Domestic violence laws ‘must be tightened to help vulnerable women’
The Government must toughen domestic violence legislation to fully protect vulnerable women who are victimised, campaigners have said.
Some sufferers are invisible and not protected under the current legal system, said domestic violence charity Women's Aid.
Changes needed include a 24/7 on-call system for emergency barring orders and extending the eligibility for legal protection to women dating a man and not just living with their partners, said director Margaret Martin.
Women's Aid is also calling for state funding for domestic violence services, which has dropped by 19% since 2008, to be protected in Budget 2013.
"Every day in Ireland women are beaten, raped and abused by those closest to them, their boyfriends, husbands and partners," said Ms Martin.
"One in five women in the Republic of Ireland experience domestic violence and it can affect any woman from any walk of life.
"We understand how difficult it is for women experiencing domestic abuse to talk about what is happening.
"Many women are afraid that they will not be believed or that they will blamed for the abuse. Others struggle to find the words to describe their situation.
"All too often, women feel alone and isolated, unaware that help is available or unable to make sense of what is being done to them."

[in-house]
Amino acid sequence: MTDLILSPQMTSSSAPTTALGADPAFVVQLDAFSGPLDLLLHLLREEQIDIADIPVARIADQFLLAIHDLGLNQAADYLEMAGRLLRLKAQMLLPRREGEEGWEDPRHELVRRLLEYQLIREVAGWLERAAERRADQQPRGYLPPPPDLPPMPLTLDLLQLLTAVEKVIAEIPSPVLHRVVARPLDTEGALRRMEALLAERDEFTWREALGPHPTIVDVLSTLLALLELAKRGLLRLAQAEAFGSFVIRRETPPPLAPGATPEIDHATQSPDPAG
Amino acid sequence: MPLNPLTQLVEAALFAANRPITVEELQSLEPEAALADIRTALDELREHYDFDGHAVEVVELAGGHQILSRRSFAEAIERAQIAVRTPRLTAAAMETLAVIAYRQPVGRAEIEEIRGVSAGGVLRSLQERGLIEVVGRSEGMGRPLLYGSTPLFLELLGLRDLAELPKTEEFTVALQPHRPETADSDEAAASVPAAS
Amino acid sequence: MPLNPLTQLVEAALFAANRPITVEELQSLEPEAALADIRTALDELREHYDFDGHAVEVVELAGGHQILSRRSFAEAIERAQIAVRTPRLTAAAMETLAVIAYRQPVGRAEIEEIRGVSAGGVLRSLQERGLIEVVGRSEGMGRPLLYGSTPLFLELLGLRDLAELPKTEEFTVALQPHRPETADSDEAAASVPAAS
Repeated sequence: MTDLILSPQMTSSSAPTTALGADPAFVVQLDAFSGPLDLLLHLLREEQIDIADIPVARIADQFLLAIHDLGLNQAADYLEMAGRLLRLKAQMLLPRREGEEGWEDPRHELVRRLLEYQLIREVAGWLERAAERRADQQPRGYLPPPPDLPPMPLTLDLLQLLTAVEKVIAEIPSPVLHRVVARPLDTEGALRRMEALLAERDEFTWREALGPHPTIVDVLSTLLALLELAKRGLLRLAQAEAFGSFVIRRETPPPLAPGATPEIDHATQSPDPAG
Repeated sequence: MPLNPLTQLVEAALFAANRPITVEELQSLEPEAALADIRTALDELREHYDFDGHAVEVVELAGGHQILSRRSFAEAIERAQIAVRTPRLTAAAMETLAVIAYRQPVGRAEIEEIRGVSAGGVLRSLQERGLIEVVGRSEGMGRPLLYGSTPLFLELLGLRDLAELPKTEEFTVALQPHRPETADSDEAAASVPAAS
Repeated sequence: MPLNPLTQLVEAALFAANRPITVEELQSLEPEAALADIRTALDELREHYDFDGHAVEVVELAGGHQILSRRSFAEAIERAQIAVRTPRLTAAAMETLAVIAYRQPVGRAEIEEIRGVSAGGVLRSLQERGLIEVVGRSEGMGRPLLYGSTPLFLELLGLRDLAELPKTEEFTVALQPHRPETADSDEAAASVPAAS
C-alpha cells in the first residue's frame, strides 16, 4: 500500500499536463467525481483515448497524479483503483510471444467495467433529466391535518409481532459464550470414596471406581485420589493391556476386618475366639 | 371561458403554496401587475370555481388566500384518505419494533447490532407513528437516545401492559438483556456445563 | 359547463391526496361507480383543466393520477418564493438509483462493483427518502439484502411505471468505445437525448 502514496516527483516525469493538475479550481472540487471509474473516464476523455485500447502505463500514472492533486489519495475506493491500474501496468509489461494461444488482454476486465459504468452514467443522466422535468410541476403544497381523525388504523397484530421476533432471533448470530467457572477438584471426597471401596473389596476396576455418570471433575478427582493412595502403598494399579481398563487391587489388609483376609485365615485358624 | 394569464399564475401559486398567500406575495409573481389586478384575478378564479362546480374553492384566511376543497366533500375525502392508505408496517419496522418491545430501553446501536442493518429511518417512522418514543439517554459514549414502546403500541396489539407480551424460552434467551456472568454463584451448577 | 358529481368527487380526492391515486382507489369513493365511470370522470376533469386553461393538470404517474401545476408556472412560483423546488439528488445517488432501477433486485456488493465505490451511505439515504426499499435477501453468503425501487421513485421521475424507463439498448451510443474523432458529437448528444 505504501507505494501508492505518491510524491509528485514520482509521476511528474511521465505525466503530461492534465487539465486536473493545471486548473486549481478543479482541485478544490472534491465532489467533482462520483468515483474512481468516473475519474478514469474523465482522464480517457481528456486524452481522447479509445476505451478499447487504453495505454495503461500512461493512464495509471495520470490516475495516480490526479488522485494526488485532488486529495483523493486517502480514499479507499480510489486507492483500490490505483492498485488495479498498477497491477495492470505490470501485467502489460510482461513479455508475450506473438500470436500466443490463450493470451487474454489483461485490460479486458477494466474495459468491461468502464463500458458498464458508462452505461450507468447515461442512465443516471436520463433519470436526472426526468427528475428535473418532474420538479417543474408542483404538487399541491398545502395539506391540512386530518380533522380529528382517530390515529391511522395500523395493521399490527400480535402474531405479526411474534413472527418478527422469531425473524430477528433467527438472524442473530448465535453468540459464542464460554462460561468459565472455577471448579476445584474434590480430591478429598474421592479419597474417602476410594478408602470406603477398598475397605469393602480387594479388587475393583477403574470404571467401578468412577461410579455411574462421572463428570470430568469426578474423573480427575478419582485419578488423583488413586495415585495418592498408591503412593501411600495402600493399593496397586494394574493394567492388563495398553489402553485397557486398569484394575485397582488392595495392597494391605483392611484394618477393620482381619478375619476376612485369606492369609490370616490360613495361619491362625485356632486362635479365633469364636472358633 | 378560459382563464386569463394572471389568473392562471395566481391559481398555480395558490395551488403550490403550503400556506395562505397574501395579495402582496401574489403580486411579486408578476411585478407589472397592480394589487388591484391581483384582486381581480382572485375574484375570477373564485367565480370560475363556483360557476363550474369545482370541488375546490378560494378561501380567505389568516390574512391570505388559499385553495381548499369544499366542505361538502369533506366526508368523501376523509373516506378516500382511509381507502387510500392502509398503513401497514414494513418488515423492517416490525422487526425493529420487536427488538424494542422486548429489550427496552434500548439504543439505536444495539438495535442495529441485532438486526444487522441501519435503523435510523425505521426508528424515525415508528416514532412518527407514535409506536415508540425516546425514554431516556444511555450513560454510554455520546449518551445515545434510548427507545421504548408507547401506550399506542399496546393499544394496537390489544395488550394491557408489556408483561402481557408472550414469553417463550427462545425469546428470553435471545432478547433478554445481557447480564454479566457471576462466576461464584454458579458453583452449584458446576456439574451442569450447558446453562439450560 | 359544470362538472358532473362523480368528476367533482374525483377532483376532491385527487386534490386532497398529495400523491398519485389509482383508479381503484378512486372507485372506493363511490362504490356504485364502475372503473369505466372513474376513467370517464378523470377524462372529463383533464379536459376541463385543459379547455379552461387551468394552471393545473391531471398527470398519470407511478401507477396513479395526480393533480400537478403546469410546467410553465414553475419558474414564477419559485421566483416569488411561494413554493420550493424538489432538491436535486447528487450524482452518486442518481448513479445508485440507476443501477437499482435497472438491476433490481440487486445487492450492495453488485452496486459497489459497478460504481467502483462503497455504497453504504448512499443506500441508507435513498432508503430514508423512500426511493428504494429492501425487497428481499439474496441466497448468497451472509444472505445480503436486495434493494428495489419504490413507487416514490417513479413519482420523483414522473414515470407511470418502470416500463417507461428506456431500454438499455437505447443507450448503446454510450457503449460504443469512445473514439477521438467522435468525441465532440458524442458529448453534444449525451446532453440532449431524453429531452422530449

Women's Aid launched a new interactive video to raise awareness about domestic violence and released balloons to mark the global 16 Days of Action Opposing Violence against Women, which runs from Sunday on the UN Day for the Elimination of Violence against Women.
The video encourages women to find their voice and call the Women's Aid national freephone helpline on 1800 341 900, which received 11,000 calls last year.
Ms Martin said despite recent welcomed changes, Ireland's domestic violence legislation is still in need of major reform in order to fully protect vulnerable women and children when they need it the most.
"Many thousands of women avail of legal protection every day in this country, but there is still a significant number who cannot because they are not considered under the current arrangements," she continued.
"The lack of emergency protection when courts are not sitting leaves them very vulnerable to further violence and serious harm."
She revealed how one woman attacked on a Friday night in front of her young son was forced to stay in the family home for a weekend until the courts re-opened on the Monday morning when a barring order was sought.
"That weekend was a very fearful one as her partner could return at any moment," added Ms Martin.
"This is one woman's story but it reflects the experience of many women and children affected by domestic violence in Ireland today.
"It also points clearly to the need for a 24/7 on call system to provide emergency barring orders when the courts are closed."